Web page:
4. Any other suggestions?

Strengthening the Soul (10)

This morning I read a fine article by Gordon MacDonald in the November 2010 issue of stethoscope.jpg Leadership (print). The article is entitled “Your Regular Checkup.” Basically MacDonald says that if a yearly physical exam is important for people then so is a periodic “spiritual exam.”

Sometimes, after one has a physical exam, the physician will make that person aware of a health issue that had gone unnoticed. Likewise there may unnoticed issues of the soul within us that we may not be dealing with. MacDonald writes:

I have become increasingly aware of the enormous amount of activity inside of me that I neither understand nor fully control. Impressions, attitudes, urges, motives, and initiatives bubble up and out of that darkened space, and not all of it is noble. It’s similar to all the physical activity deep inside my body that I don’t know much about either. it just happens with or without my conscious consent. (p. 76)

MacDonald suggests that if one were a physician giving a “spiritual exam,” the following areas might be addressed:

1. My patient’s conversion story. After hearing this story, MacDonald would ask about this person’s current relationship with Jesus.

2. Memory. Reflect on attitudes that could be present in one’s life: “Resentments, anger, unresolved conflict, or regrets that need examination and resolution? Behaviors, attitudes, desires that are costing you the respect of your spouse, your colleagues, your constituency? How about one’s forgiveness capacity, one’s readiness to repent?”

3. Motivation. Consider your motivations. “Why are you doing what you’re doing in leadership? Do you have a sense of calling from God–a call affirmed by others who are close enough to see the Spirit of God in you? Is whatever your call is getting you out of bed in the morning with a reasonable degree of enthusiasm and anticipation? Or has your call degraded into a job, slowly sapping you of your vitality?”

4. Discipline. Finally, MacDonald says that he might ask the following question: “What are the things you systematically push yourself to do because they don’t come naturally to you but which are necessary in order to make you a more effective person and leader?” MacDonald suggests that the following categories of discipline might be considered: “physical, intellectual, financial, time management, emotional, ego, worship.”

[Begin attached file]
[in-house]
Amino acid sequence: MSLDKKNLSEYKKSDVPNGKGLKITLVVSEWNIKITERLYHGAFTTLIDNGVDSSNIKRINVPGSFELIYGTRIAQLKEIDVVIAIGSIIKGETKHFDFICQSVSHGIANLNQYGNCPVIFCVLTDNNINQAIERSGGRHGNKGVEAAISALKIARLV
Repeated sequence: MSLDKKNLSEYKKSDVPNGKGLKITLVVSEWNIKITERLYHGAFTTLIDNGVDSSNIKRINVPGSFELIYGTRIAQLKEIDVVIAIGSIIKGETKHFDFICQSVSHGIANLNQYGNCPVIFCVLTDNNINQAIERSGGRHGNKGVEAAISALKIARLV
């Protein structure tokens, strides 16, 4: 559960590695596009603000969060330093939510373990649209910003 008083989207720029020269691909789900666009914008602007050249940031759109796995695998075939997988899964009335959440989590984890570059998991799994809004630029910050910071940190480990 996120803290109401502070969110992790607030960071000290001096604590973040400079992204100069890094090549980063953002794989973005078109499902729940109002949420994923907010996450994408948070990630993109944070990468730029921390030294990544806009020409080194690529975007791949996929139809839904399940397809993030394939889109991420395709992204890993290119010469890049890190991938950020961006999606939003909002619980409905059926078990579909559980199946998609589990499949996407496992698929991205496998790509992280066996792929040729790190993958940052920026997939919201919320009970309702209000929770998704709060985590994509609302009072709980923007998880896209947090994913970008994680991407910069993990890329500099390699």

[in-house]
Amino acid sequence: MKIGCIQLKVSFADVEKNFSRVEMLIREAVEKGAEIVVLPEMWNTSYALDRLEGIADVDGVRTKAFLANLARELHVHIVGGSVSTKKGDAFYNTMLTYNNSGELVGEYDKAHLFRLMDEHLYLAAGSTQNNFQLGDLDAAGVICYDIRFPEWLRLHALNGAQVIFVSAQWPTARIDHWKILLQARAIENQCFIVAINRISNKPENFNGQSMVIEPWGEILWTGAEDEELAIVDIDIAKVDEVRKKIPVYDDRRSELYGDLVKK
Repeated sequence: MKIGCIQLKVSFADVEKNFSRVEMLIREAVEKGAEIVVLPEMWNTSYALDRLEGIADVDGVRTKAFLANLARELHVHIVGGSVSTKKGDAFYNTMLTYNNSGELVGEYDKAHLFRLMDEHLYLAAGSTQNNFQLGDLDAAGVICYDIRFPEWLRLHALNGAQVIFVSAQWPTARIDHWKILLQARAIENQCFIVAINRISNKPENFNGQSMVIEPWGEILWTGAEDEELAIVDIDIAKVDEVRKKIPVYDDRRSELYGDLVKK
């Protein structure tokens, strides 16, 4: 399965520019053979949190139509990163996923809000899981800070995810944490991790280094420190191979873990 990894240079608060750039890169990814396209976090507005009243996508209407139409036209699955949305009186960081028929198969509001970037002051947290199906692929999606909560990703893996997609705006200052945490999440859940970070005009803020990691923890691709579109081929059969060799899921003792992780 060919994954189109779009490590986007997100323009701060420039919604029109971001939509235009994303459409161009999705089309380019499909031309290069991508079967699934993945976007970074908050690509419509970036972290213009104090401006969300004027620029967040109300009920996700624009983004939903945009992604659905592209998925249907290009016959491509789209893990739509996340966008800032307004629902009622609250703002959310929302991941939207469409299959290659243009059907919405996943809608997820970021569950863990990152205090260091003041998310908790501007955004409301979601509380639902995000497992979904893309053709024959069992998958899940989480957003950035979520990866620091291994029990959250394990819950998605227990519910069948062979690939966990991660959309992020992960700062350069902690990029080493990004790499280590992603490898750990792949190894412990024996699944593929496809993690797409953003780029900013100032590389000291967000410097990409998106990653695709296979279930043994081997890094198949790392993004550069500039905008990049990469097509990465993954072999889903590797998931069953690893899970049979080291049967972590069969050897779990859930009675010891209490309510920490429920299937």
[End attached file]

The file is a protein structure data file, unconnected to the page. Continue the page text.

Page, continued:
What would you add to these reflections on spiritual health? What has been helpful to you in accessing where you are?

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I really felt ashamed at the end of that day. But, I learned something that I have never forgotten.classroom_desks.jpg

I was in the fourth grade. “Jane” sat in the chair behind me. She often drooled on her desk. She was blond, lanky, and physically challenged. She had difficulty with coordination and often fell down on the playground during recess. On those occasions, she sometimes returned to class with skinned and bloody knees.

One day, the class was returning from recess. Several boys were walking into the classroom and began making fun of Jane. I was already in my chair. They laughed and then I laughed. A few seconds later I felt a gentle tap on my shoulder. I turned around and Jane was looking at me with such a sad look.

“You are my friend and you laughed!”

I felt sick. No excuse. No justification. No good reason. All I knew to do was to say, “I’m sorry.” That sounded pretty small and lame given what I had done. I had betrayed her.

How in the world could I have done something like this? How could I have laughed at someone who had so many obstacles to overcome and only wanted a friend? The truth is that I got caught up in the moment and ignored what was really important.

Now, in 2010, I know that it is still possible to get caught up in whatever is taking place at the moment and forget what is important in life.

Instead of letting the momentum of the moment determine what I do or say, I would like to define the moment:

  • I want to create space in my life for people like Jane. I would like to make room for the disadvantaged, the poor, and those who face many obstacles.
  • I want to make a difference in the world instead of allowing others who speak loudly or forcefully to fill my mind with negative, defeatist thoughts about present and future possibilities.